Distribution of credentials to new users of a system is often done in an insecure way, with passwords being sent over unsecure e-mail. With ASP.NET Identity, the password recovery functionality can be used to create a secure account activation mechanism.
The scenario for ASP.NET Identity, in the default MVC template is to let users self register. Then there are mechanisms to confirm the e-mail address, to make sure that the user actually is in control of the given e-mail address. There are also support for letting the user associate the account with external sign on solutions such as Google, Facebook and Twitter. That’s perfectly fine, but not for most applications I build.
I’m building line of business applications. They are actually often exposed on the Internet as they need to be available for partners. But, they are not meant to be available through self registration for anyone on the Internet. Those applications are invite only. That means that a user account is created for a new user. Then that user somehow has to be notified that the account has been created. The usual way to do that is to create the account, set a good password like “ChangeMe123” and send the user a mail with the new credentials. There are two problems with this
- A lot of users don’t get the hint and keep the “ChangeMe123” password.
- The e-mail can be sitting unread for a long time in the inbox, until someone gets hold of it – and the account.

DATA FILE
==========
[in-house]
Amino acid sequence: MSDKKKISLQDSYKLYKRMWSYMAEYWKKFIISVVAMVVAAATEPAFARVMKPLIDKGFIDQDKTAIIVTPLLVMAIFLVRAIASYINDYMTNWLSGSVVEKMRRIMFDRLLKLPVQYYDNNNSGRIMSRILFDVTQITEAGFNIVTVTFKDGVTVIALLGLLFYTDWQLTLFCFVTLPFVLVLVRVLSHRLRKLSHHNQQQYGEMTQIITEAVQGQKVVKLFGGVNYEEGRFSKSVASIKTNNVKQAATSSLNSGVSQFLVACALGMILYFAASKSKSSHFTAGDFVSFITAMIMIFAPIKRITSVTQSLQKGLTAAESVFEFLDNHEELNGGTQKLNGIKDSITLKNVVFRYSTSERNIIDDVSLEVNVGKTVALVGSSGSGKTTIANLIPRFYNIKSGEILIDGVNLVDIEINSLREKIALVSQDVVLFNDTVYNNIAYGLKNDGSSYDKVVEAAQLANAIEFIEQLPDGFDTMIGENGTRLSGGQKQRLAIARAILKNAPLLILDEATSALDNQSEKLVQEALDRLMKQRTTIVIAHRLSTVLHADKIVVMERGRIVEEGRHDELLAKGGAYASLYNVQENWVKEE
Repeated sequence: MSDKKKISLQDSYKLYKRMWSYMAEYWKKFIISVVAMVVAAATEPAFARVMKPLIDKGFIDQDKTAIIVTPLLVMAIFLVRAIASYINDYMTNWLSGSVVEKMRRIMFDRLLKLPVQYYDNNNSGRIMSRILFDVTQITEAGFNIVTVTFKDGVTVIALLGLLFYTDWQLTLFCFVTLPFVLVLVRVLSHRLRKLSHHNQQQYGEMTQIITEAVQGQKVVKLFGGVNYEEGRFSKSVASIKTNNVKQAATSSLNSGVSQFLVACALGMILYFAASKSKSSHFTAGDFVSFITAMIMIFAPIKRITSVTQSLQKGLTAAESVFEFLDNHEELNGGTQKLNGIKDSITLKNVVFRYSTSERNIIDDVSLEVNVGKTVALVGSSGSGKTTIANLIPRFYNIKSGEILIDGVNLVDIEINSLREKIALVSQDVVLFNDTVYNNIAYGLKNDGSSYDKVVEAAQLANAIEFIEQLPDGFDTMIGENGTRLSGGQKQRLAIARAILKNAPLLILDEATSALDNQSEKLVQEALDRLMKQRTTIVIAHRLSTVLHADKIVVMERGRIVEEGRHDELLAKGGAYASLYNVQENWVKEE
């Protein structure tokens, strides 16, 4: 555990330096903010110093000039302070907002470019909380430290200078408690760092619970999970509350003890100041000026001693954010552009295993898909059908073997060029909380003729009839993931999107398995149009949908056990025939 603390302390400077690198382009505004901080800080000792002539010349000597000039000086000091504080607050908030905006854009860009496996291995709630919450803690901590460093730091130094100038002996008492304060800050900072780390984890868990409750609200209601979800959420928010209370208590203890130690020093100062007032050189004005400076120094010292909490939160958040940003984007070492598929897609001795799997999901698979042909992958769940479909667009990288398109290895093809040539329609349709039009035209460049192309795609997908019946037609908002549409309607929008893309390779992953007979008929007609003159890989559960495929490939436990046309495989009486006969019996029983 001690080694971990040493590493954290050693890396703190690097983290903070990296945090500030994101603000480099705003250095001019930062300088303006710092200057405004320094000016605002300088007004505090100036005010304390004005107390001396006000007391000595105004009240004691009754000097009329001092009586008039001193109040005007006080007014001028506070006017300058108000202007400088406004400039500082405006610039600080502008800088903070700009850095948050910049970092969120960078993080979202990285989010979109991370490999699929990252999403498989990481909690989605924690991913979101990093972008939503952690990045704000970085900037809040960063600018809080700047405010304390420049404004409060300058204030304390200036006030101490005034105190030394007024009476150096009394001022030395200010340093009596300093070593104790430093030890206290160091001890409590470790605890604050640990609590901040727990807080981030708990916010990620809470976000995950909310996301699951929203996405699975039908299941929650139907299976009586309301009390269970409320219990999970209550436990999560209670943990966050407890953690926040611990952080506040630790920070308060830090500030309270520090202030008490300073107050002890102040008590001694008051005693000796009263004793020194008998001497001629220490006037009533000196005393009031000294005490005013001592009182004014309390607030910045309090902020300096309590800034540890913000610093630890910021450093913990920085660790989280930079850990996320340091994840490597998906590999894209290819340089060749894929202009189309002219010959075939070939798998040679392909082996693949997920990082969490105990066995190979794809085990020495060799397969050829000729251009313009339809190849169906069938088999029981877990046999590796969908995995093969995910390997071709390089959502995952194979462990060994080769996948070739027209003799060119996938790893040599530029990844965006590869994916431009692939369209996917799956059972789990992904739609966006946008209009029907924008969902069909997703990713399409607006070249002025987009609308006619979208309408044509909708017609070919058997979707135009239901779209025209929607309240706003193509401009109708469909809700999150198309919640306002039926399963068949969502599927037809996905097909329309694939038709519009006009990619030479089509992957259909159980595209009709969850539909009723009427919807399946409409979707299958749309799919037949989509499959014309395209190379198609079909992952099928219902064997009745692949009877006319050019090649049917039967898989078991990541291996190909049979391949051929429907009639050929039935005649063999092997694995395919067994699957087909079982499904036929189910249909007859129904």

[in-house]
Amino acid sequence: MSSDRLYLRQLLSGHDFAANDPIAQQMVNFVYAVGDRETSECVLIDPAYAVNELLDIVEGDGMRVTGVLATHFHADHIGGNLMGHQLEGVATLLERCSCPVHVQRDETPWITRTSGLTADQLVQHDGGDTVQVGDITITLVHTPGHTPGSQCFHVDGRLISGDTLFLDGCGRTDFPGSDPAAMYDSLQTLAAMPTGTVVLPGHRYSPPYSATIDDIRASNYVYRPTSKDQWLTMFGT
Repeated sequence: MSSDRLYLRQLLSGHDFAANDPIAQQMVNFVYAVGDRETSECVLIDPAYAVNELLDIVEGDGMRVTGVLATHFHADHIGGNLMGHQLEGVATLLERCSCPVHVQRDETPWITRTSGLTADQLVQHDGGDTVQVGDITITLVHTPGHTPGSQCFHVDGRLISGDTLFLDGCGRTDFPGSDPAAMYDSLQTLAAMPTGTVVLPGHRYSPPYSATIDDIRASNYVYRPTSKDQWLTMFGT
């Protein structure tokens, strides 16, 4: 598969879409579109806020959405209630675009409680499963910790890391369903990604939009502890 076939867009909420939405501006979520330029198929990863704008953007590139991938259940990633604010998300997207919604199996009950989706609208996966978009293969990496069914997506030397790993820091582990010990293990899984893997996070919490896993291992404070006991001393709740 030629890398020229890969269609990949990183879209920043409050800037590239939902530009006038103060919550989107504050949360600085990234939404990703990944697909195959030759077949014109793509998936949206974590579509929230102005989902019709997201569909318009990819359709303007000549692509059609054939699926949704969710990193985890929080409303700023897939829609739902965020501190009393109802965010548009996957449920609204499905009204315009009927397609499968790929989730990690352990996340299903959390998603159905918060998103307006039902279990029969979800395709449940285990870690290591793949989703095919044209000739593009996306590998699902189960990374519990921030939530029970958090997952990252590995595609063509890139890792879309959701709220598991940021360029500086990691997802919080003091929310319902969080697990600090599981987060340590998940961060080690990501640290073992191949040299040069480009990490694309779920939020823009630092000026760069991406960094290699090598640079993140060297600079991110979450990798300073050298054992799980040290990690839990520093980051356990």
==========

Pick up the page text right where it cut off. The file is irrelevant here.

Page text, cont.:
Fortunately, there is a much more secure way to do account activation with ASP.NET Identity without much coding at all – by reusing the password recovery mechanism.
This is a guest post by Albin Sunnanbo introducing a great hack to work with mails in test environments.
If you have a .NET application that sends emails, this is probably something for you.
PickupMailViewer is a simple web viewer for emails saved by the
specifiedPickupDirectory SMTP setting in a .NET application.
Download the source, publish to your test server, configure pickup directory and you should be up and running within five minutes.
Outgoing Emails in Test Environments
In your test environment will typically not send real emails, but rather use the specifiedPickupDirectory delivery method for your SMTP-settings in
web.config. This puts all outgoing emails as *.eml files in the file system instead of sending real emails.
IMHO that is the way to go regarding emails in your test environment.
However, there is one drawback, the emails gets dropped in a folder somewhere on your test server. Typically in a location that nobody looks at regularly. In my case I first have to connect a VPN, then open a remote desktop connection to our server, open the folder and copy the desired file back to my own computer (no eml viewer, a.k.a. Outlook, on the test server) and finally open it in Outlook.
Even worse for our testers that don’t even have permissions to login on the test machine. They have to ask a developer to get their emails out of the test system. As you can imagine this only happens when it is absolutely necessary.
Cookies set through the Owin API sometimes mysteriously disappear. The problem is that deep within
System.Web, there has been a cookie monster sleeping since the dawn of time (well, at least since .NET and
System.Web was released). The monster has been sleeping for all this time, but now, with the new times arriving with Owin, the monster is awake. Being starved from the long sleep, it eats cookies set through the Owin API for breakfast. Even if the cookies are properly set, they are eaten by the monster before the